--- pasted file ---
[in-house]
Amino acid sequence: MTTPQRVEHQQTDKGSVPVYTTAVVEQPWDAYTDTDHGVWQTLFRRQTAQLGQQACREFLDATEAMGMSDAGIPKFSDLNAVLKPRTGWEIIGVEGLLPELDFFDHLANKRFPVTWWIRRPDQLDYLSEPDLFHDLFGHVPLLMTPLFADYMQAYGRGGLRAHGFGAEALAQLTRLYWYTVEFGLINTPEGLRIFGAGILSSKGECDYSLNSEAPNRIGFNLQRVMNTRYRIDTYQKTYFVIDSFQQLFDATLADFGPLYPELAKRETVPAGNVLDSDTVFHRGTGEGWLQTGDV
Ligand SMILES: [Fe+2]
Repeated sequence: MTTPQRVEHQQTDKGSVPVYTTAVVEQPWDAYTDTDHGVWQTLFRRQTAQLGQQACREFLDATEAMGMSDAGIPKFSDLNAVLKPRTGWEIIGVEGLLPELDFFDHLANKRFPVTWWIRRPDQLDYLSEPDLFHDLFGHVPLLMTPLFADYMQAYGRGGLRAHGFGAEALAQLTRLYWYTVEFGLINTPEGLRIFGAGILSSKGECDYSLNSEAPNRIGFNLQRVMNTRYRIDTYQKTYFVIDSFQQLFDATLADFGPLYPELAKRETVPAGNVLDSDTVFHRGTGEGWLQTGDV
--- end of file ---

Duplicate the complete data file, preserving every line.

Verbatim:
[in-house]
Amino acid sequence: MTTPQRVEHQQTDKGSVPVYTTAVVEQPWDAYTDTDHGVWQTLFRRQTAQLGQQACREFLDATEAMGMSDAGIPKFSDLNAVLKPRTGWEIIGVEGLLPELDFFDHLANKRFPVTWWIRRPDQLDYLSEPDLFHDLFGHVPLLMTPLFADYMQAYGRGGLRAHGFGAEALAQLTRLYWYTVEFGLINTPEGLRIFGAGILSSKGECDYSLNSEAPNRIGFNLQRVMNTRYRIDTYQKTYFVIDSFQQLFDATLADFGPLYPELAKRETVPAGNVLDSDTVFHRGTGEGWLQTGDV
Ligand SMILES: [Fe+2]
Repeated sequence: MTTPQRVEHQQTDKGSVPVYTTAVVEQPWDAYTDTDHGVWQTLFRRQTAQLGQQACREFLDATEAMGMSDAGIPKFSDLNAVLKPRTGWEIIGVEGLLPELDFFDHLANKRFPVTWWIRRPDQLDYLSEPDLFHDLFGHVPLLMTPLFADYMQAYGRGGLRAHGFGAEALAQLTRLYWYTVEFGLINTPEGLRIFGAGILSSKGECDYSLNSEAPNRIGFNLQRVMNTRYRIDTYQKTYFVIDSFQQLFDATLADFGPLYPELAKRETVPAGNVLDSDTVFHRGTGEGWLQTGDV